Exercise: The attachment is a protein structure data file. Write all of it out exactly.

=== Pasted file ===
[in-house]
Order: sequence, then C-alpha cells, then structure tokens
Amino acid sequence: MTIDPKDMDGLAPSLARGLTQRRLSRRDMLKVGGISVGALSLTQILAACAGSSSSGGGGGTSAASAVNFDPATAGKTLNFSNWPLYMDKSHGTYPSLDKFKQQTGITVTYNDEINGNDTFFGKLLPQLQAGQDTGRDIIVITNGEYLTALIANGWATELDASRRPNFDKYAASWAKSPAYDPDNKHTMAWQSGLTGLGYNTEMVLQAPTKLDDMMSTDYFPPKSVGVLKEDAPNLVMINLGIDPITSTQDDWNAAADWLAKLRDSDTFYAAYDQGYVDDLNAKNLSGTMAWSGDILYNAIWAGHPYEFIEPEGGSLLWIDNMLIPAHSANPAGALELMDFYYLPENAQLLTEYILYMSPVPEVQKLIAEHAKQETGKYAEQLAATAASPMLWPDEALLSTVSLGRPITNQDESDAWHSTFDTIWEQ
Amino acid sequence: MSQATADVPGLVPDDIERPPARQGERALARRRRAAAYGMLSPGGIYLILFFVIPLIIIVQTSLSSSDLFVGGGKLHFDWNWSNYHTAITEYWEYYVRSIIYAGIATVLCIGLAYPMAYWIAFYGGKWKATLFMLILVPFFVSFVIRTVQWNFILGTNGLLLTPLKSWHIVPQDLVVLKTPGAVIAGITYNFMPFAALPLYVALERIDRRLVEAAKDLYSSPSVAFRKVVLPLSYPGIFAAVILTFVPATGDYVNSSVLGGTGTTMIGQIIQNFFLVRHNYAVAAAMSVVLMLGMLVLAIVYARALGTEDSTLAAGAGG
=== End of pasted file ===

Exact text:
[in-house]
Order: sequence, then C-alpha cells, then structure tokens
Amino acid sequence: MTIDPKDMDGLAPSLARGLTQRRLSRRDMLKVGGISVGALSLTQILAACAGSSSSGGGGGTSAASAVNFDPATAGKTLNFSNWPLYMDKSHGTYPSLDKFKQQTGITVTYNDEINGNDTFFGKLLPQLQAGQDTGRDIIVITNGEYLTALIANGWATELDASRRPNFDKYAASWAKSPAYDPDNKHTMAWQSGLTGLGYNTEMVLQAPTKLDDMMSTDYFPPKSVGVLKEDAPNLVMINLGIDPITSTQDDWNAAADWLAKLRDSDTFYAAYDQGYVDDLNAKNLSGTMAWSGDILYNAIWAGHPYEFIEPEGGSLLWIDNMLIPAHSANPAGALELMDFYYLPENAQLLTEYILYMSPVPEVQKLIAEHAKQETGKYAEQLAATAASPMLWPDEALLSTVSLGRPITNQDESDAWHSTFDTIWEQ
Amino acid sequence: MSQATADVPGLVPDDIERPPARQGERALARRRRAAAYGMLSPGGIYLILFFVIPLIIIVQTSLSSSDLFVGGGKLHFDWNWSNYHTAITEYWEYYVRSIIYAGIATVLCIGLAYPMAYWIAFYGGKWKATLFMLILVPFFVSFVIRTVQWNFILGTNGLLLTPLKSWHIVPQDLVVLKTPGAVIAGITYNFMPFAALPLYVALERIDRRLVEAAKDLYSSPSVAFRKVVLPLSYPGIFAAVILTFVPATGDYVNSSVLGGTGTTMIGQIIQNFFLVRHNYAVAAAMSVVLMLGMLVLAIVYARALGTEDSTLAAGAGG